Oklahoma State scooted past Central Michigan on Thursday night in a wire-to-wire 58-44 win, and yet, weirdly, it felt a bit like a rollercoaster game from the Cowboys in their season-opener. They hit the turbo button on offense early and the defense mostly looked sound, but CMU made things mildly interesting with a big second half to make the final score look a little closer than it probably should have been.
So what to make of it?
Marshall laid out his 10 Thoughts on the game here. I’ve got my own assessment via the first progress report of the season.
Spencer Sanders: A
There was one, maybe two passes on Thursday where Spencer Sanders wasn’t completely zeroed in and crisp on his target. But it’s hard to argue he was anything other than sensational. He finished 28-of-41 passing for 406 yards through the air and four scores, adding for good measure 11 rushes for 57 yards rushing and two rushing scores. He became just the second player in Big 12 history to have 300 passing yards, three passing touchdowns and two rushing touchdowns in a half with his first half performance, something that only Patrick Mahomes (!) ever accomplished.
Last season it frequently felt like the defense was the anchor of the team and the offense was just trying to keep a good-enough pace to not lose games. It felt quite the opposite Thursday. OSU scored 58 points in the win, 44 of which came in the first half, and it could easily have been 70+ if Kasey Dunn really had kept his foot on the gas in the second half. You could maybe nitpick the rushing game, but the offensive line was rock solid, the passing game was spectacular and the offense as a whole was basically scoring when it wanted.
Tom Hutton: A+
OSU’s 32-year-old punter Tom Hutton went viral on social media thanks to a graphic on FS1 that advertised him as the oldest active FBS player — which, OK, I get it, it’s funny — but age jokes aside, he was quietly terrific. Hutton consistently pinned CMU deep in its own territory, and once even sent down a missile that the Chippewas nearly muffed and gave back. It’s been awhile since OSU has had a true difference-maker at the punter spot, but Hutton has improved each year at OSU and showed some really nice stuff in terms of placement punting that could really bode well for OSU’s special teams this season.
Running game: B+
Central Michigan pretty clearly had one game plan entering Thursday: dare OSU to throw and try to stop the run. That led to a huge Spencer Sanders game through the air, obviously, but OSU was still able to at least get some production on the ground, too. As a team it amassed 125 yards rushing on 32 attempts (3.9 yards per carry). Dominic Richardson led the way with nine totes for 61 yards and a score, but Sanders actually had the most attempts (11 for 57). Pretty solid on the whole. The run game doesn’t feel like it’ll be a strength in the same way it was last season with Jaylen Warren, but it does feel like Sanders’ ability to make plays with his legs will keep OSU productive no matter what.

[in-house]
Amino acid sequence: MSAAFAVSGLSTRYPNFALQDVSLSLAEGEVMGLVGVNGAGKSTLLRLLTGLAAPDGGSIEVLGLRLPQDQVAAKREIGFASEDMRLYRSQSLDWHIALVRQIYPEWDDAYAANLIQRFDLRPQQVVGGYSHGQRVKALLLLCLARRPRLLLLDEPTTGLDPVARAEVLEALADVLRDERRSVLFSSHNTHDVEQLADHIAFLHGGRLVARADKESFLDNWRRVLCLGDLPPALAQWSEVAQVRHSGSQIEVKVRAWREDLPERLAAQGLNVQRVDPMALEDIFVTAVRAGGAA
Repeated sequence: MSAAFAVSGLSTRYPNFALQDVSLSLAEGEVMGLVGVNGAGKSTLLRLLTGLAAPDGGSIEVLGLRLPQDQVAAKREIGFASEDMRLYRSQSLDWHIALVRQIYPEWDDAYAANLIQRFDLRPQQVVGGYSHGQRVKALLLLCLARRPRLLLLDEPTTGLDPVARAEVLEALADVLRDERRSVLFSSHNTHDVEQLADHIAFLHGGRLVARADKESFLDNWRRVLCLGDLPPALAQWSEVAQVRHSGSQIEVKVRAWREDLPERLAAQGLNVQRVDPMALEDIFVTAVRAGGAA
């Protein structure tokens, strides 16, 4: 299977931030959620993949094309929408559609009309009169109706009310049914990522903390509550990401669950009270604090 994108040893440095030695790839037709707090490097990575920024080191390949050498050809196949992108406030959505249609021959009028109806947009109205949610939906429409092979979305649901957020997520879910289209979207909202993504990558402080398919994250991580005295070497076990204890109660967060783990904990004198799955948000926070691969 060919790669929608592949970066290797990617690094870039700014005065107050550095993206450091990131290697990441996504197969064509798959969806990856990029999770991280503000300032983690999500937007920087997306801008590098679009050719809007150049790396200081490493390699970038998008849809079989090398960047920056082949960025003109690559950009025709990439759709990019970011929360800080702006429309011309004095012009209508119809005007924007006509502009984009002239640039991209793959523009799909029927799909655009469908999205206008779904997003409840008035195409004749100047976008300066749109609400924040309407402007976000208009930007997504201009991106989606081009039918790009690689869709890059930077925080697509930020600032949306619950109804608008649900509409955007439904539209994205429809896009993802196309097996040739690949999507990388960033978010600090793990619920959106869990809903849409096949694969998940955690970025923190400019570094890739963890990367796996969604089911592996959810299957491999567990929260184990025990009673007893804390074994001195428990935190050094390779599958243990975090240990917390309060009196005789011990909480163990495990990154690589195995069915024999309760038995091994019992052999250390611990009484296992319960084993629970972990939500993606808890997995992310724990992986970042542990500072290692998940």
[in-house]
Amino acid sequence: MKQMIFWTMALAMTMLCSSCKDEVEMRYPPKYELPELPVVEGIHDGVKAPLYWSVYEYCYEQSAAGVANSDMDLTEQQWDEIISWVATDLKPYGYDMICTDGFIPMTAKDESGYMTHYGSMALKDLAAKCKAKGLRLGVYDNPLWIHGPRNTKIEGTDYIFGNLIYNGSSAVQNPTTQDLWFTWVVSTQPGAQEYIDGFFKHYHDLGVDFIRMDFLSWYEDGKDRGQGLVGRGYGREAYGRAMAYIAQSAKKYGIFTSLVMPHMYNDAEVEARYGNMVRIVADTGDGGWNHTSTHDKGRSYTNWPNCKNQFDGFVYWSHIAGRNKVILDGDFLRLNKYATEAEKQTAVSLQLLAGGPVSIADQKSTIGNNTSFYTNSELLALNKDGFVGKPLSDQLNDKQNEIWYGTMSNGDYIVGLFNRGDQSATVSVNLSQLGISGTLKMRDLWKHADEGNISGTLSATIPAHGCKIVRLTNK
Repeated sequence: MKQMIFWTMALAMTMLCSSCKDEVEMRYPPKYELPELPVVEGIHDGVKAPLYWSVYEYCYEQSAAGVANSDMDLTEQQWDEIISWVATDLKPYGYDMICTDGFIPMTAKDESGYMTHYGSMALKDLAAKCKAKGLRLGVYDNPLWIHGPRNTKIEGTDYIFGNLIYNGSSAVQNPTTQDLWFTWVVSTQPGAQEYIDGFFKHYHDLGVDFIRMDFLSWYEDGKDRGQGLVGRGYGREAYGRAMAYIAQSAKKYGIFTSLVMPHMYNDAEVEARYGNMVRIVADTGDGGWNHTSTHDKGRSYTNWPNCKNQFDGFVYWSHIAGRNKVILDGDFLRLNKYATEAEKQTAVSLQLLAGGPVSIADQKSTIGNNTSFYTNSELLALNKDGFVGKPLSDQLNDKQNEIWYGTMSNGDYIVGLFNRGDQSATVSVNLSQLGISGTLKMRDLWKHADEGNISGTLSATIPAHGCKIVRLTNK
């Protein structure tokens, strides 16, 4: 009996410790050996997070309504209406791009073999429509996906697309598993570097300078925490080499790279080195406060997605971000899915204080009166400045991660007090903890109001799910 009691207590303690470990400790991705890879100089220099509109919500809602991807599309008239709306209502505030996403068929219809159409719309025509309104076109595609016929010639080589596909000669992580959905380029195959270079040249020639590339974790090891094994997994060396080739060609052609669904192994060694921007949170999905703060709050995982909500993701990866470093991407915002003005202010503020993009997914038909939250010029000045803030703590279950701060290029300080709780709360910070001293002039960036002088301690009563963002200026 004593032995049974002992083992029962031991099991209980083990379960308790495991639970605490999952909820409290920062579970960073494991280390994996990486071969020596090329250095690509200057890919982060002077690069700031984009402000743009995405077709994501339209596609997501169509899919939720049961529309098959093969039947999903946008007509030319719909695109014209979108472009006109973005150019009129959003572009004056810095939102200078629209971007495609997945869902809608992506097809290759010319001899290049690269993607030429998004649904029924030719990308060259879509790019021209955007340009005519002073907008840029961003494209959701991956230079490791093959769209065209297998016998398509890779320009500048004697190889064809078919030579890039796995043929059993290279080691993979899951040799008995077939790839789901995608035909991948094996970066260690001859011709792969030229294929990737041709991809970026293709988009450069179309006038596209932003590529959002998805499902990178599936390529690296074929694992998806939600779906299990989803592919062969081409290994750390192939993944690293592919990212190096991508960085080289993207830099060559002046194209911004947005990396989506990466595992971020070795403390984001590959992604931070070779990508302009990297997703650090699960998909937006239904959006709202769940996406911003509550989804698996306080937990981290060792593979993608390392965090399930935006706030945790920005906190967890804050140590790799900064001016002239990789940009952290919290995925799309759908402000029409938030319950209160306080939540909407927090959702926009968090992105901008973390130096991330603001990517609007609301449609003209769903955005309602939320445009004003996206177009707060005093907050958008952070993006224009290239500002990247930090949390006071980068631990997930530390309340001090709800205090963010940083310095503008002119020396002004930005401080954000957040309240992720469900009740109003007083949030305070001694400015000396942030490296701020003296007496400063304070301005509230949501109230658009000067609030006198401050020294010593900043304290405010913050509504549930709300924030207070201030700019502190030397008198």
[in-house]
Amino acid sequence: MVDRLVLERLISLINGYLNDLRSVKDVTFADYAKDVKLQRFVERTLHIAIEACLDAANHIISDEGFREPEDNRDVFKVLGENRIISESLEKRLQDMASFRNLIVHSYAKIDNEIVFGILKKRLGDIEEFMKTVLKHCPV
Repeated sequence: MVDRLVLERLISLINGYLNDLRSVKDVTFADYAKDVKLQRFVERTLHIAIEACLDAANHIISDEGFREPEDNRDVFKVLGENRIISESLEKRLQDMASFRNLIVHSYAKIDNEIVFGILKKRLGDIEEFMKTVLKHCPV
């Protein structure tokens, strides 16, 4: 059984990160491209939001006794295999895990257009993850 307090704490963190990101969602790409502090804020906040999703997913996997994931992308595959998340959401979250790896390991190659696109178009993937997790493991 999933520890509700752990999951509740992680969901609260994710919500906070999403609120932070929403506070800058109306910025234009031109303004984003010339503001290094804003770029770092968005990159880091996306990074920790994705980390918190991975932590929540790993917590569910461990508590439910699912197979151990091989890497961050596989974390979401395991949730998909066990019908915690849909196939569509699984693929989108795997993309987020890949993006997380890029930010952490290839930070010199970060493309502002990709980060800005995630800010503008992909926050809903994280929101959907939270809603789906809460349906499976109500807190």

Secondary play: C
CMU quarterback Daniel Richardson threw for 424 yards and four scores, so it’s hard to be too terribly kind in grading the secondary. There were numerous busts and miscommunications on the back end, several times at the linebacker position, that cost OSU points and allowed CMU to accumulate chunk yardage. There were definitely some encouraging moments and some star players — Kendal Daniels, the former four-star recruit, had 11 tackles, a TFL and an INT in his first game with extended work — but on the whole it was probably just-OK secondary play. (We have high standards after last year, but I do think some of the numbers OSU gave up was a bit inflated by garbage time.)
Defensive line play: A
So uh … this is clearly going to be the strength of the OSU defense this season. With an experienced defensive line, OSU held Lew Nichols, who led the nation in rushing yards last season, to just 2.8 yards per carry on a whopping 26 attempts. Two sacks on the night wasn’t a huge stat, but the 13 (!) tackles for loss really jumps off the page. This team will create pressure all season and has the personnel to do it in a number of different and dangerous ways.
New OSU defensive coordinator Derek Mason was asked postgame to grade his unit’s performance and handed out a C for his D. So who am I to question Derek Mason? I think that’s a pretty fair assessment if not a tad critical. The 44 points surrendered doesn’t look particularly great on paper, and the secondary had some suspect moments, but when the defense was really locked in and the game had juice, there weren’t many moments where I felt like the defense dropped the rope. Some bad moments, some good moments, and obviously some teaching moments. But not ready to be more critical than C — yet.